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Should schools pay close attention to the built-in environment?

Improved IEQ and IAQ result in better scholastic performance

| | Mar 21, 2017 | 3:32 pm
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Dubai, UAE: Crystal Pereira, seven, a student in Dubai, often falls ill with chest congestion and chronic cough. Her parents believe that she usually picks up the ailments from other students in her class. But is there a deeper problem than just kids passing on infections?

Studies by experts point out that one of the main contributing factors towards a student’s scholastic performance is superior indoor environmental quality (IEQ), as well as indoor air quality (IAQ). With students, teachers and support staff studying and working in a school building for an average of 6-10 hours daily, risks of respiratory disorders are high, if no attention is paid to the built environment.

IAQ in schools relies heavily on the maintenance of HVAC systems, according to a study carried out by Nazanin Behzadi. The study conducted across four schools in the UAE, also reveals that children are most vulnerable to health issues when exposed to poor IEQ conditions in schools. Her report shows that since children’s bodies are still in the development stage, they tend to breathe more rapidly than adults, and since they are closer to the ground level because of their height, the inhalation of pollutants, including tiny particles, is more aggressive. The report further says, “They spend most of their time in a school building. Thus, appropriate IAQ for school environment is an exceptionally important matter.”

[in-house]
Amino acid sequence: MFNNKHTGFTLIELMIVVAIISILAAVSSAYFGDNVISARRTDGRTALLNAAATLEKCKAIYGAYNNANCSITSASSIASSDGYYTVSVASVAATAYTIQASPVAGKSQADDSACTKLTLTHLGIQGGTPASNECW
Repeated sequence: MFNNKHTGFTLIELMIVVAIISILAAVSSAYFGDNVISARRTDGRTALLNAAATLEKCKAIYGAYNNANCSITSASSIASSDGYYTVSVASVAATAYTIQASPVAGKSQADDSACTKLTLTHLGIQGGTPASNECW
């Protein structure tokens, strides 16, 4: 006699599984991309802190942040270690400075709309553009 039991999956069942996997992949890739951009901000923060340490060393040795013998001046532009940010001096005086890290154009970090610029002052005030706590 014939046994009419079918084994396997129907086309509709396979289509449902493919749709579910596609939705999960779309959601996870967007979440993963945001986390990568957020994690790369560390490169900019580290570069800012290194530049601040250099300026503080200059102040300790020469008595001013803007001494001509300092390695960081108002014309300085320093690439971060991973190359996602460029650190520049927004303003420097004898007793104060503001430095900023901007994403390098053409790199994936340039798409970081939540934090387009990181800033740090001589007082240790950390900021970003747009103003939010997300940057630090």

Experts also suggest that a student’s performance is closely related to IEQ. According to a white paper authored by B Surendar, Editorial Director and Associate Publisher, CPI Industry, when a classroom has poor IEQ, it could comprise more than 500 chemicals and microbes and unseen and odourless gases among other dangerous pollutants. The white paper suggests that these cause chronic respiratory disorders, which result in absenteeism, which in turn lead to the child lagging behind in studies, gravely affecting student performance. However, the scenario can change if schools pay more attention to the built environment of classrooms. Although regulatory bodies do monitor building aesthetics, both IAQ and IEQ, too, need to be regulated.

The white paper recommends school administrators to “adopt adequate IEQ principles and to embrace strategies and solutions.”

Behzadi’s study, on its part, suggests that IEQ is often a forgotten subject, and that prolonged exposure to unhealthy conditions can lead to long-term health disorders among children. Hence, school authorities need to ensure that HVAC systems are adequately maintained on a regular basis.


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